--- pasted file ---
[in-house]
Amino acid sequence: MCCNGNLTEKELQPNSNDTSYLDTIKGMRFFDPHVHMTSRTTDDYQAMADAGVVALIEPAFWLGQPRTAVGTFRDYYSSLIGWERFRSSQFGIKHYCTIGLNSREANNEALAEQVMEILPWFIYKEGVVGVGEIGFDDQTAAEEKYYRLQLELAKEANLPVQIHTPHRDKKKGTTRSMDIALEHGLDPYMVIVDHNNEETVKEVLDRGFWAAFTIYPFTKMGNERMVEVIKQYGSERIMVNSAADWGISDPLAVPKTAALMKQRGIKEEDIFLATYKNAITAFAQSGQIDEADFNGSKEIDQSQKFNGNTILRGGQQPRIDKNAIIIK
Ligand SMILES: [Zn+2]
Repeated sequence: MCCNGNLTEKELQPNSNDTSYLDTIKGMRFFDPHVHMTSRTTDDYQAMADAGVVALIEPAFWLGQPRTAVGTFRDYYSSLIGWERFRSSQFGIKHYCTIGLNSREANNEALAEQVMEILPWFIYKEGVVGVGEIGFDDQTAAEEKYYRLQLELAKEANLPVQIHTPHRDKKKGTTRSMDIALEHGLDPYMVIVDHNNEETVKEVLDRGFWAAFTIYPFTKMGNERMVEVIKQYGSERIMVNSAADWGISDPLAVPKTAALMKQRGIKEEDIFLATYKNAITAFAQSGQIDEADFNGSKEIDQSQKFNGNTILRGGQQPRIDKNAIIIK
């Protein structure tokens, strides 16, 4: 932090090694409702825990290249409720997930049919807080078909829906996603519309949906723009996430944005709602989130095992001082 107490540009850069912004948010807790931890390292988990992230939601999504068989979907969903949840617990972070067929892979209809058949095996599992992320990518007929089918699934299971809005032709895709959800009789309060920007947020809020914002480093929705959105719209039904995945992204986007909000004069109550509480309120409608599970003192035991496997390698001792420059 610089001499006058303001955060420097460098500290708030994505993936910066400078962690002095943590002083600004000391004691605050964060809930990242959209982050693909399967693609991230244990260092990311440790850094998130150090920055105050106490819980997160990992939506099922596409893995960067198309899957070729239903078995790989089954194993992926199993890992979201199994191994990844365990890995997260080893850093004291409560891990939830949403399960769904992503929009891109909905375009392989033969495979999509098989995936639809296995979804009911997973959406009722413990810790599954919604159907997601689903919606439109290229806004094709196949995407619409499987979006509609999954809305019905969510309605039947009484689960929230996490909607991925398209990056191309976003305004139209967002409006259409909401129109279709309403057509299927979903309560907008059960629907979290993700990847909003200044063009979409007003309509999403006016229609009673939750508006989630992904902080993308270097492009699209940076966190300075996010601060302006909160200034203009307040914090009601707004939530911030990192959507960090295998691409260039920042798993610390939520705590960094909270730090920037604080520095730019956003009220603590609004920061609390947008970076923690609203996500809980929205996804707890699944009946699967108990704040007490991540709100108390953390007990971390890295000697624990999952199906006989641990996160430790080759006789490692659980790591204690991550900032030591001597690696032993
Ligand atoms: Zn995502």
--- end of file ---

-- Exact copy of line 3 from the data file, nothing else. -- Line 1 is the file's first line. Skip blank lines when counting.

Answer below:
Ligand SMILES: [Zn+2]